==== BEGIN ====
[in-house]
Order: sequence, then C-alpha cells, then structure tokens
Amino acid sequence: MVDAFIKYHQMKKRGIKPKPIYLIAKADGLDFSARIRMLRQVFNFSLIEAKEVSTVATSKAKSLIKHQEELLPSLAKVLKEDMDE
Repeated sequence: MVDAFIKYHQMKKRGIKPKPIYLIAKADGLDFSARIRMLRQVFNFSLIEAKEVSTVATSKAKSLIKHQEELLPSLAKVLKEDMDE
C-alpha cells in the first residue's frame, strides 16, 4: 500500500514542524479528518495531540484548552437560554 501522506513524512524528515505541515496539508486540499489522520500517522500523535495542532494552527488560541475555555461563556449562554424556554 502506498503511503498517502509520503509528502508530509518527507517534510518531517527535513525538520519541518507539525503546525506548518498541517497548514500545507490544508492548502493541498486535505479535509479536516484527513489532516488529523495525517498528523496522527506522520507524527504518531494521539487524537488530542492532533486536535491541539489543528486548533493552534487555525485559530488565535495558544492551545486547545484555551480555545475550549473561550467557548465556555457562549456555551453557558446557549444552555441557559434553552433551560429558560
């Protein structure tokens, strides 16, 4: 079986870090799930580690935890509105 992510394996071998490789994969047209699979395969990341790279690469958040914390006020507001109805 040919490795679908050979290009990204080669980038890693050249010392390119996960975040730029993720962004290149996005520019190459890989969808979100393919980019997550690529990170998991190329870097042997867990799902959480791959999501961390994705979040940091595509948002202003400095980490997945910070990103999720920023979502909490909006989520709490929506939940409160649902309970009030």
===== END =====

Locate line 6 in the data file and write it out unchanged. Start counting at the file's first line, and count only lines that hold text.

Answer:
């Protein structure tokens, strides 16, 4: 079986870090799930580690935890509105 992510394996071998490789994969047209699979395969990341790279690469958040914390006020507001109805 040919490795679908050979290009990204080669980038890693050249010392390119996960975040730029993720962004290149996005520019190459890989969808979100393919980019997550690529990170998991190329870097042997867990799902959480791959999501961390994705979040940091595509948002202003400095980490997945910070990103999720920023979502909490909006989520709490929506939940409160649902309970009030």